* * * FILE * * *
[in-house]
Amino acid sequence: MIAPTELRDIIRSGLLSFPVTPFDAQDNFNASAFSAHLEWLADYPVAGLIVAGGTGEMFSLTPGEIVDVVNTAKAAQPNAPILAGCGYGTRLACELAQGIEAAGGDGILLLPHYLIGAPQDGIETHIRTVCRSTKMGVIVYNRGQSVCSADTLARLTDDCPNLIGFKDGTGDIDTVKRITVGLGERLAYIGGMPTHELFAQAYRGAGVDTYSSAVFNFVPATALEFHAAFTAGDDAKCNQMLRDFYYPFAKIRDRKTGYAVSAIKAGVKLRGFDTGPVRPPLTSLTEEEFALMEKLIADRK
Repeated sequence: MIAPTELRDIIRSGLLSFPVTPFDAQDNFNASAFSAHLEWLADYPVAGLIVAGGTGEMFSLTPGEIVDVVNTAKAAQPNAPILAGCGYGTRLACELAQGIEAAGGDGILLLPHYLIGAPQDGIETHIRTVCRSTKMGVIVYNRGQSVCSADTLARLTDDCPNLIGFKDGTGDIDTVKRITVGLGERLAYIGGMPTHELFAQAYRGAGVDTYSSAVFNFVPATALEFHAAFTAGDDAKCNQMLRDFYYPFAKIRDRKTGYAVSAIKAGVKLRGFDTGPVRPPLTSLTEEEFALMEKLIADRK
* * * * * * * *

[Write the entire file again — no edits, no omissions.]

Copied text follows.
[in-house]
Amino acid sequence: MIAPTELRDIIRSGLLSFPVTPFDAQDNFNASAFSAHLEWLADYPVAGLIVAGGTGEMFSLTPGEIVDVVNTAKAAQPNAPILAGCGYGTRLACELAQGIEAAGGDGILLLPHYLIGAPQDGIETHIRTVCRSTKMGVIVYNRGQSVCSADTLARLTDDCPNLIGFKDGTGDIDTVKRITVGLGERLAYIGGMPTHELFAQAYRGAGVDTYSSAVFNFVPATALEFHAAFTAGDDAKCNQMLRDFYYPFAKIRDRKTGYAVSAIKAGVKLRGFDTGPVRPPLTSLTEEEFALMEKLIADRK
Repeated sequence: MIAPTELRDIIRSGLLSFPVTPFDAQDNFNASAFSAHLEWLADYPVAGLIVAGGTGEMFSLTPGEIVDVVNTAKAAQPNAPILAGCGYGTRLACELAQGIEAAGGDGILLLPHYLIGAPQDGIETHIRTVCRSTKMGVIVYNRGQSVCSADTLARLTDDCPNLIGFKDGTGDIDTVKRITVGLGERLAYIGGMPTHELFAQAYRGAGVDTYSSAVFNFVPATALEFHAAFTAGDDAKCNQMLRDFYYPFAKIRDRKTGYAVSAIKAGVKLRGFDTGPVRPPLTSLTEEEFALMEKLIADRK